Cultural Differences in Post-Traumatic Growth and Coping for Adult Sexual Assault Survivors: An Examination of Latina, Chicana and Hispanic Women
- Author(s): Vasquez, Elisa
- Advisor(s): Conoley, Collie
- et al.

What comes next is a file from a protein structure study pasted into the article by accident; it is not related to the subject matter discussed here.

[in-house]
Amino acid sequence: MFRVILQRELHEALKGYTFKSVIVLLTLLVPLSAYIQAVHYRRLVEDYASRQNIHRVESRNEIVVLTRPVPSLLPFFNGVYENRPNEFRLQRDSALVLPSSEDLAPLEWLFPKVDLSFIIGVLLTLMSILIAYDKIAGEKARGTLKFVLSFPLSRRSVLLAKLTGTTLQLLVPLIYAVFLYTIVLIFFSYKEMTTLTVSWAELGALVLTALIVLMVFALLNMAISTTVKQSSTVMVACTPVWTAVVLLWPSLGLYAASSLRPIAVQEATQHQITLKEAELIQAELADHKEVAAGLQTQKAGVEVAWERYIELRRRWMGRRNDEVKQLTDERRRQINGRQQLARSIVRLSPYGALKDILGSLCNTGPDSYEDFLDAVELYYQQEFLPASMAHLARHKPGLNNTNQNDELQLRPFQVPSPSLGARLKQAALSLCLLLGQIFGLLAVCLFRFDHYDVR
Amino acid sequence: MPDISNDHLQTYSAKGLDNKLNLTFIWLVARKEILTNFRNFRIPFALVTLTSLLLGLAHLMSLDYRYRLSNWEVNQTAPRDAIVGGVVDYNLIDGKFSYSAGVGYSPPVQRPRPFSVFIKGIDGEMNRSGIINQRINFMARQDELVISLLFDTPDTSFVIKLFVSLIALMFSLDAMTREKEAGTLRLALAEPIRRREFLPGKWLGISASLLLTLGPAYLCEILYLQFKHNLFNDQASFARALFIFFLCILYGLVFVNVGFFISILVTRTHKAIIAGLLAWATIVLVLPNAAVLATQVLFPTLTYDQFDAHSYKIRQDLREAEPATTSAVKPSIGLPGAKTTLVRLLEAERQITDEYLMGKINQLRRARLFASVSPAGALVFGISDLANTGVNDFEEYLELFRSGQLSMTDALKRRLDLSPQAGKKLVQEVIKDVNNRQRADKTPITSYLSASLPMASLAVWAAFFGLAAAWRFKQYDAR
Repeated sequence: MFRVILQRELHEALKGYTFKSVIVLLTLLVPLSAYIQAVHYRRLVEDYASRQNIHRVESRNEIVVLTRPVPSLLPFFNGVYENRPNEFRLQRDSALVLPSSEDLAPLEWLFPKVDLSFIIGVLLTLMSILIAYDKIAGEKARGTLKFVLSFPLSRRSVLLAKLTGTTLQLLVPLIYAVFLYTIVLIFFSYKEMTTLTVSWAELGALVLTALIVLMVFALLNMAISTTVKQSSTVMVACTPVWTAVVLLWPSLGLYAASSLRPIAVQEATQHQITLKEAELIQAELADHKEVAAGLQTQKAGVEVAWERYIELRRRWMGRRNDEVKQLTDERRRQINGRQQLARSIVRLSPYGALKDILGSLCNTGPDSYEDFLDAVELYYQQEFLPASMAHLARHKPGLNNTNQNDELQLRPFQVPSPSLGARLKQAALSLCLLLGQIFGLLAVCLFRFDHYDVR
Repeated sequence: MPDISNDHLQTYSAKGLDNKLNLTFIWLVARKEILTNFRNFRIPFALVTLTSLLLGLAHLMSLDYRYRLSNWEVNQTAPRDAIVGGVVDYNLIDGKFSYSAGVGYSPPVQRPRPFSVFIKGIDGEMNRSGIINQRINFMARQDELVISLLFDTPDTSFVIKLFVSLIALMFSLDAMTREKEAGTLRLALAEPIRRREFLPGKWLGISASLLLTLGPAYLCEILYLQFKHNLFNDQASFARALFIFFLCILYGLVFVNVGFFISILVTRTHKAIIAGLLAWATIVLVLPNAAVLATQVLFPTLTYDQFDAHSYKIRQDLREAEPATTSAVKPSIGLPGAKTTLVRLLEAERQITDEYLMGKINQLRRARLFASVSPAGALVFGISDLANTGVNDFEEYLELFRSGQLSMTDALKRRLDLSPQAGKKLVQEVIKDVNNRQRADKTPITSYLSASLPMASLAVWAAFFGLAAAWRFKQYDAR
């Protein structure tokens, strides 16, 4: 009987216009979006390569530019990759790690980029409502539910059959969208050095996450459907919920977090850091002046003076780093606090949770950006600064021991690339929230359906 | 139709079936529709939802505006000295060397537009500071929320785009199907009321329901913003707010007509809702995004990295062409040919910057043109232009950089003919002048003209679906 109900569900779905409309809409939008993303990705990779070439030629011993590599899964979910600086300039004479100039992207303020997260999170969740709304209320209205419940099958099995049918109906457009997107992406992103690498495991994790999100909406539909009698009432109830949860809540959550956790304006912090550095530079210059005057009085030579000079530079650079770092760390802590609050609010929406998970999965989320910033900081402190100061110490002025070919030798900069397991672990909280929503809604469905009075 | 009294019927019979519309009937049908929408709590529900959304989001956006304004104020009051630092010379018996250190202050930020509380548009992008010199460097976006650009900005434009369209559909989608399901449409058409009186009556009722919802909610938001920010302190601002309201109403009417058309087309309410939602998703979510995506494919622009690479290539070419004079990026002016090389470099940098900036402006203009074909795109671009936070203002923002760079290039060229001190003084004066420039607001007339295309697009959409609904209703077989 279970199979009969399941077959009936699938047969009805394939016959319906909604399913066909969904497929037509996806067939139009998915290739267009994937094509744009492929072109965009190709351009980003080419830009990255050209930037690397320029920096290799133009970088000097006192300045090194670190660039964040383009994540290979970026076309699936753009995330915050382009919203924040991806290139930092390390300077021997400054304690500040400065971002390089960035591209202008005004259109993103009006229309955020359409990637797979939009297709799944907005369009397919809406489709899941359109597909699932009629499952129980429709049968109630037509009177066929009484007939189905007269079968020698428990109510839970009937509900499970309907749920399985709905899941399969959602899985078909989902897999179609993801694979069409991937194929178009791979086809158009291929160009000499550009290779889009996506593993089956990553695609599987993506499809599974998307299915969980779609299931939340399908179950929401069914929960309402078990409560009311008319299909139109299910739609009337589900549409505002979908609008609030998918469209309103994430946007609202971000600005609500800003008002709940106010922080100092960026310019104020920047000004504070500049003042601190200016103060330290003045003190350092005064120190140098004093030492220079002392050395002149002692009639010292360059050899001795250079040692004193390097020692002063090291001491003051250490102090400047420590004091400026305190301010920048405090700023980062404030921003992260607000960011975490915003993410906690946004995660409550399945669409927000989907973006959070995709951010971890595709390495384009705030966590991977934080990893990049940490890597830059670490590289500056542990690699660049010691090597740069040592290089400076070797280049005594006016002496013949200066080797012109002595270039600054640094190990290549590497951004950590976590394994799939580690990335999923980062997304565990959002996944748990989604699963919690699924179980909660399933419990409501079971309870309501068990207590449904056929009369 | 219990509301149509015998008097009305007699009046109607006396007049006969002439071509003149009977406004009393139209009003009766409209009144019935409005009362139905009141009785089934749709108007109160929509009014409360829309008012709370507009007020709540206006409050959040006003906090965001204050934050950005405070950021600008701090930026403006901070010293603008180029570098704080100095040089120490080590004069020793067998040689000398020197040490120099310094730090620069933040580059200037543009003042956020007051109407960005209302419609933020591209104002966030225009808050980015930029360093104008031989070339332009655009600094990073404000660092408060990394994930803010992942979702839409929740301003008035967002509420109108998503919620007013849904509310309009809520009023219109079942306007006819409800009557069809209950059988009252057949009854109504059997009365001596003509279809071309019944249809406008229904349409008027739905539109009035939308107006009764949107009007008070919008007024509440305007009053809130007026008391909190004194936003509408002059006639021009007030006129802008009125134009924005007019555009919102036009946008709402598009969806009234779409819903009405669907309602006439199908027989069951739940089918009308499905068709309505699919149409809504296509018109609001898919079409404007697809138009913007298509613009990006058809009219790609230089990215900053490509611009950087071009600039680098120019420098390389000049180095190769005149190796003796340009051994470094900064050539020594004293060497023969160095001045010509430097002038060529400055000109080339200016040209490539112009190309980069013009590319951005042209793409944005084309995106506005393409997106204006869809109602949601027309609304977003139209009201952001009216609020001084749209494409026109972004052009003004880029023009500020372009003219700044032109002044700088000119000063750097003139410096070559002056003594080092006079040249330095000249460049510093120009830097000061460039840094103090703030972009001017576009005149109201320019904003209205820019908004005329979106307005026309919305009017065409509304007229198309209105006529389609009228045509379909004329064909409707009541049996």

This study examined the relationship between religious and meaning-focused coping, their influence of post-traumatic growth and the impact of acculturation on these relationships for Latina women who have experienced sexual assault. Utilizing a descriptive field design, participants were recruited through the online platform, Amazon Mechanical Turk (mTurk) to complete an online-based web survey. One hundred and two participants completed the survey. All participants were female, identified in some way as Latina, Chicana or Hispanic and endorsed experiencing a completed or attempted sexual assault in their lifetimes. Regression analyses revealed that meaning-focused coping, though not religious coping, significantly predicted post-traumatic growth when entered together into the regression. The results suggest the importance of meaning-focused coping when creating interventions for this population. Moderation analysis showed that acculturation did not significantly influence the relationship between religious coping and post-traumatic growth. A second moderation analysis revealed that the Anglo Orientation Scale (AOS), measuring an aspect of acculturation, had a significant main effect and the interaction between AOS and meaning-focused coping was also significant in predicting growth. Additionally, exploratory correlation and regression analyses were employed to determine if any subscales of the meaning-focused coping questionnaire were associated with and predictive of post-traumatic growth. Rational Use of Resources, Long-Term Prevention Strategies, and Goals were significant predictors of growth. Implications from the findings are discussed and suggest a need for future research to explore the role that meaning-focused coping, acculturation and religious coping have on post-traumatic growth.